Joni Mitchell has shared a rare piece of folk history today: the first-ever demo from he illustrious career. The track is titled “Day After Day” and it comes from Mitchell’s forthcoming collection Joni Mitchell Archives Vol. 1: The Early Years (1963-1967), which is due out October 30th. Stream it below.
“It was my firstborn,” said Mitchell of the track. “I didn’t know whether it was a good song or a bad song. It was just the first one that came out.”
“Day After Day” was recorded as a demo for Elektra records co-founder Jac Holzman back on August 24th, 1965. While it’s not her earliest-known recording — that title goes to her cover of “House of the Rising Sun” from 1963, which is also included in the upcoming collection — it is her first original demo and one that was previously unavailable to the public. The set during which she recorded “Day After Day” also included demos of “What Will You Give Me”, “Let It Be Me”, “The Student Song”, and “Like the Lonely Swallow”.
The Early Years (1963-1967) includes an additional six hours’ worth of home, live, and radio recordings that were never released to the public, as well as 29 formerly unreleased songs. Plus, it comes with a 40-page booklet including extensive liner notes penned by Cameron Crowe. Order your copy here.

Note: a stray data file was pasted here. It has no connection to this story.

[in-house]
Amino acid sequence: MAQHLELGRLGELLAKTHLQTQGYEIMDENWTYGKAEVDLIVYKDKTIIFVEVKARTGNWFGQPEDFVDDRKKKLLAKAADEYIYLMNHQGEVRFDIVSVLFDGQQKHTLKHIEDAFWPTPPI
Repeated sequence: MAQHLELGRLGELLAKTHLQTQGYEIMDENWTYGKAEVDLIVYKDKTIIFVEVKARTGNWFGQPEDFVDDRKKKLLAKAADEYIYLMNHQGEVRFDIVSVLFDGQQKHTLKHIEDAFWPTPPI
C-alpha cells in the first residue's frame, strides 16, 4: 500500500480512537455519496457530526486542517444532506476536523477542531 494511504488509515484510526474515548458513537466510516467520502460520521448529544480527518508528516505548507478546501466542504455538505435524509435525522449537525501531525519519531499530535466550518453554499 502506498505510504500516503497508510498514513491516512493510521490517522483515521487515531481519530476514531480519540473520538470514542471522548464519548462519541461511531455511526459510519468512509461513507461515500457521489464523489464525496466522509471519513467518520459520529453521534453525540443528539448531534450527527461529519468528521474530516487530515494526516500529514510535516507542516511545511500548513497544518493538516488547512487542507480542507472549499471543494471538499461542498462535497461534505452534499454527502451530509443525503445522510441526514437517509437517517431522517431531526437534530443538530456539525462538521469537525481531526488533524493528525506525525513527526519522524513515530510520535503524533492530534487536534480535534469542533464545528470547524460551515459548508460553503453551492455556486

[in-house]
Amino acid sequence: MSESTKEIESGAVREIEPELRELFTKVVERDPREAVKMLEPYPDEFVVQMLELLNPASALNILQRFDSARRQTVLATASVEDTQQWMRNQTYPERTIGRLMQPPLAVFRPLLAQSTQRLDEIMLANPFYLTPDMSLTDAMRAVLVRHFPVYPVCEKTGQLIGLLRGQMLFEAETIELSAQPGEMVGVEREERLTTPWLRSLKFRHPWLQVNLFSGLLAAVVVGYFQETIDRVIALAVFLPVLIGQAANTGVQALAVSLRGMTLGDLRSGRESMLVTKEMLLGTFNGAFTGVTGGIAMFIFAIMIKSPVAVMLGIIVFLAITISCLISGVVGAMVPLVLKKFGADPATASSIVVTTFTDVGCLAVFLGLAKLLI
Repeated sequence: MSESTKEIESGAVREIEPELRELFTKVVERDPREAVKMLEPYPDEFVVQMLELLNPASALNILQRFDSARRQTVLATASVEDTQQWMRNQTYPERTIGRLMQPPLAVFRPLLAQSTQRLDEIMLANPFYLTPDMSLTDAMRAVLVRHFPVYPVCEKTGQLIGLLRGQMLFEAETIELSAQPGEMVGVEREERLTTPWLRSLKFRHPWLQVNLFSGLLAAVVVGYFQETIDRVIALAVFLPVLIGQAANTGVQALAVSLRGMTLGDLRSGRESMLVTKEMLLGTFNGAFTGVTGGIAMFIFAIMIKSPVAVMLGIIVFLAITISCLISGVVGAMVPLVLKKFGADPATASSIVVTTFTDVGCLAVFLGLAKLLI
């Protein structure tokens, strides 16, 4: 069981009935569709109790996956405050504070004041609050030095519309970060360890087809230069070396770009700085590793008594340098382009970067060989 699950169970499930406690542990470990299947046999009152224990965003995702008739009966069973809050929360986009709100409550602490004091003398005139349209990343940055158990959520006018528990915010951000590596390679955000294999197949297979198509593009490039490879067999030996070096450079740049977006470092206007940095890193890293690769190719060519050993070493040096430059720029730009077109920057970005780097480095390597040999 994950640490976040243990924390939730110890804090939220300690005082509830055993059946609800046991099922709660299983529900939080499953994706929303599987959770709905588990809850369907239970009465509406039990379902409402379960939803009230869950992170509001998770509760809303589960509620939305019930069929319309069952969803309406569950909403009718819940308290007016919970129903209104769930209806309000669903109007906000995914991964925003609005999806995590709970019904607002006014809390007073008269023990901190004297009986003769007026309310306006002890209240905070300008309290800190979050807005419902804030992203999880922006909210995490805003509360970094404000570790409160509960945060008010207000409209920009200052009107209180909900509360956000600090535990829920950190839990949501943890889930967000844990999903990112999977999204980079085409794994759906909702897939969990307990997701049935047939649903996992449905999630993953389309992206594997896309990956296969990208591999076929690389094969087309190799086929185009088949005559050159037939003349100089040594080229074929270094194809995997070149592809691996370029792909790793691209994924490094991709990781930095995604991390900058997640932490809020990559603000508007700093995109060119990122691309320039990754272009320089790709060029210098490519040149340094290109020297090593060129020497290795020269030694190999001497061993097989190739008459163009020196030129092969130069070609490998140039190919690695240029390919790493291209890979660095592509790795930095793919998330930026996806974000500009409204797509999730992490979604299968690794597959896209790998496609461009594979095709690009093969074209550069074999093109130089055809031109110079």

In a statement, Mitchell said she had intentionally “lost” a lot of her earliest songs, only to rediscover them later in her career. “They only exist in these recordings. For so long I rebelled against the term, ‘I was never a folk-singer.’ I would get pissed off if they put that label on me. I didn’t think it was a good description of what I was. And then I listened and…it was beautiful. It made me forgive my beginnings. And I had this realization…I was a folk singer!” Listening to this demo, it’s no wonder she finally felt proud to embrace the term.